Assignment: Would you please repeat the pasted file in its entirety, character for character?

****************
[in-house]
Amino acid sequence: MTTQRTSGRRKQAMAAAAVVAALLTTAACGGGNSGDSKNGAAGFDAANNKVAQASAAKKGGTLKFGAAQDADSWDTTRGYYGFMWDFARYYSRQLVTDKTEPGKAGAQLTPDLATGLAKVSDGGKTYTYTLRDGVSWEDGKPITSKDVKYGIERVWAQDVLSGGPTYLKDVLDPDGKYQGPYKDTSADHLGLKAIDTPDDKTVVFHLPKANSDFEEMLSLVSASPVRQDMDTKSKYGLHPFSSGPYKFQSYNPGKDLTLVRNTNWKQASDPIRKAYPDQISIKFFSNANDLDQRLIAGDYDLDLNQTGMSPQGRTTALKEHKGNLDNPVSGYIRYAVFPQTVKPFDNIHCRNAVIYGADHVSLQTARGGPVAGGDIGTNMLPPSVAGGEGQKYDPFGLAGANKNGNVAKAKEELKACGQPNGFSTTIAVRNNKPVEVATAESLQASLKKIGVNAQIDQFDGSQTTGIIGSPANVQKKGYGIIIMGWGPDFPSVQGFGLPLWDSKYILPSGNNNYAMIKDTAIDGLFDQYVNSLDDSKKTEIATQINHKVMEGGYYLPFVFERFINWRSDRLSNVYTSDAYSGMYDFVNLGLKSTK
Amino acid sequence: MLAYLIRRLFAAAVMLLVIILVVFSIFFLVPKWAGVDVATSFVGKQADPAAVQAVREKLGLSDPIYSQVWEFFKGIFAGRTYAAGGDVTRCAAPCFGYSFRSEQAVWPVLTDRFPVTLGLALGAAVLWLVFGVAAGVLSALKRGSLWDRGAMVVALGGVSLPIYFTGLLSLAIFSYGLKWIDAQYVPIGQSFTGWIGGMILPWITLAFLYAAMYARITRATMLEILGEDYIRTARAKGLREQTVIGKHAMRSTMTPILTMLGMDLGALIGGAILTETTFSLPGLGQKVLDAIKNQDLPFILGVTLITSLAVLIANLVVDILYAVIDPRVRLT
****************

[in-house]
Amino acid sequence: MTTQRTSGRRKQAMAAAAVVAALLTTAACGGGNSGDSKNGAAGFDAANNKVAQASAAKKGGTLKFGAAQDADSWDTTRGYYGFMWDFARYYSRQLVTDKTEPGKAGAQLTPDLATGLAKVSDGGKTYTYTLRDGVSWEDGKPITSKDVKYGIERVWAQDVLSGGPTYLKDVLDPDGKYQGPYKDTSADHLGLKAIDTPDDKTVVFHLPKANSDFEEMLSLVSASPVRQDMDTKSKYGLHPFSSGPYKFQSYNPGKDLTLVRNTNWKQASDPIRKAYPDQISIKFFSNANDLDQRLIAGDYDLDLNQTGMSPQGRTTALKEHKGNLDNPVSGYIRYAVFPQTVKPFDNIHCRNAVIYGADHVSLQTARGGPVAGGDIGTNMLPPSVAGGEGQKYDPFGLAGANKNGNVAKAKEELKACGQPNGFSTTIAVRNNKPVEVATAESLQASLKKIGVNAQIDQFDGSQTTGIIGSPANVQKKGYGIIIMGWGPDFPSVQGFGLPLWDSKYILPSGNNNYAMIKDTAIDGLFDQYVNSLDDSKKTEIATQINHKVMEGGYYLPFVFERFINWRSDRLSNVYTSDAYSGMYDFVNLGLKSTK
Amino acid sequence: MLAYLIRRLFAAAVMLLVIILVVFSIFFLVPKWAGVDVATSFVGKQADPAAVQAVREKLGLSDPIYSQVWEFFKGIFAGRTYAAGGDVTRCAAPCFGYSFRSEQAVWPVLTDRFPVTLGLALGAAVLWLVFGVAAGVLSALKRGSLWDRGAMVVALGGVSLPIYFTGLLSLAIFSYGLKWIDAQYVPIGQSFTGWIGGMILPWITLAFLYAAMYARITRATMLEILGEDYIRTARAKGLREQTVIGKHAMRSTMTPILTMLGMDLGALIGGAILTETTFSLPGLGQKVLDAIKNQDLPFILGVTLITSLAVLIANLVVDILYAVIDPRVRLT